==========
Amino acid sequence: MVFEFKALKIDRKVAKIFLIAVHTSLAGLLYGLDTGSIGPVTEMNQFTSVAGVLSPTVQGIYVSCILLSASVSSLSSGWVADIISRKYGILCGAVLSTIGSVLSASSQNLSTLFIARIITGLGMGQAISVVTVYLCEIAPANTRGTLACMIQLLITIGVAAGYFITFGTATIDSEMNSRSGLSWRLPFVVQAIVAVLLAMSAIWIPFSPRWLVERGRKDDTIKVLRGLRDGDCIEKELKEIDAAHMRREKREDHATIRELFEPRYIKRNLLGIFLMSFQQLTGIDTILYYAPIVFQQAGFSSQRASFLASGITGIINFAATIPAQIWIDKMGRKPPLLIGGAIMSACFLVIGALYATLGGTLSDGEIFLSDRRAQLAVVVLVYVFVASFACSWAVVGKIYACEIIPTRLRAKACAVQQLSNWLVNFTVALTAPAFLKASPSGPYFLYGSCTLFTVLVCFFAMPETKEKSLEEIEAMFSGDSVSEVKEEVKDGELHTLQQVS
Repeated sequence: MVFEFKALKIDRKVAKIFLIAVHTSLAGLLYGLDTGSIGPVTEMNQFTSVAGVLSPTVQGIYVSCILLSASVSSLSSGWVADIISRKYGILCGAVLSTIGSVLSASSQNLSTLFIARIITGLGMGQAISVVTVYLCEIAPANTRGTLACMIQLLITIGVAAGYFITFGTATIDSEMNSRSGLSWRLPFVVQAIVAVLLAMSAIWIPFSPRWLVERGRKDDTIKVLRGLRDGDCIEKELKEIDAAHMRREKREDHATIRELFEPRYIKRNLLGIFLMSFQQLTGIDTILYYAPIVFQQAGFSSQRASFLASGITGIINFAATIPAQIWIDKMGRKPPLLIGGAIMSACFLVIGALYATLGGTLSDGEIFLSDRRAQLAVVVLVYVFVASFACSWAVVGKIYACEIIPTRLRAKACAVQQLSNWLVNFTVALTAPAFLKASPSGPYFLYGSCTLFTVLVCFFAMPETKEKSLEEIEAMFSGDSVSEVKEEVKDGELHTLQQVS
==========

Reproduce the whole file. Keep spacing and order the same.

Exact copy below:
Amino acid sequence: MVFEFKALKIDRKVAKIFLIAVHTSLAGLLYGLDTGSIGPVTEMNQFTSVAGVLSPTVQGIYVSCILLSASVSSLSSGWVADIISRKYGILCGAVLSTIGSVLSASSQNLSTLFIARIITGLGMGQAISVVTVYLCEIAPANTRGTLACMIQLLITIGVAAGYFITFGTATIDSEMNSRSGLSWRLPFVVQAIVAVLLAMSAIWIPFSPRWLVERGRKDDTIKVLRGLRDGDCIEKELKEIDAAHMRREKREDHATIRELFEPRYIKRNLLGIFLMSFQQLTGIDTILYYAPIVFQQAGFSSQRASFLASGITGIINFAATIPAQIWIDKMGRKPPLLIGGAIMSACFLVIGALYATLGGTLSDGEIFLSDRRAQLAVVVLVYVFVASFACSWAVVGKIYACEIIPTRLRAKACAVQQLSNWLVNFTVALTAPAFLKASPSGPYFLYGSCTLFTVLVCFFAMPETKEKSLEEIEAMFSGDSVSEVKEEVKDGELHTLQQVS
Repeated sequence: MVFEFKALKIDRKVAKIFLIAVHTSLAGLLYGLDTGSIGPVTEMNQFTSVAGVLSPTVQGIYVSCILLSASVSSLSSGWVADIISRKYGILCGAVLSTIGSVLSASSQNLSTLFIARIITGLGMGQAISVVTVYLCEIAPANTRGTLACMIQLLITIGVAAGYFITFGTATIDSEMNSRSGLSWRLPFVVQAIVAVLLAMSAIWIPFSPRWLVERGRKDDTIKVLRGLRDGDCIEKELKEIDAAHMRREKREDHATIRELFEPRYIKRNLLGIFLMSFQQLTGIDTILYYAPIVFQQAGFSSQRASFLASGITGIINFAATIPAQIWIDKMGRKPPLLIGGAIMSACFLVIGALYATLGGTLSDGEIFLSDRRAQLAVVVLVYVFVASFACSWAVVGKIYACEIIPTRLRAKACAVQQLSNWLVNFTVALTAPAFLKASPSGPYFLYGSCTLFTVLVCFFAMPETKEKSLEEIEAMFSGDSVSEVKEEVKDGELHTLQQVS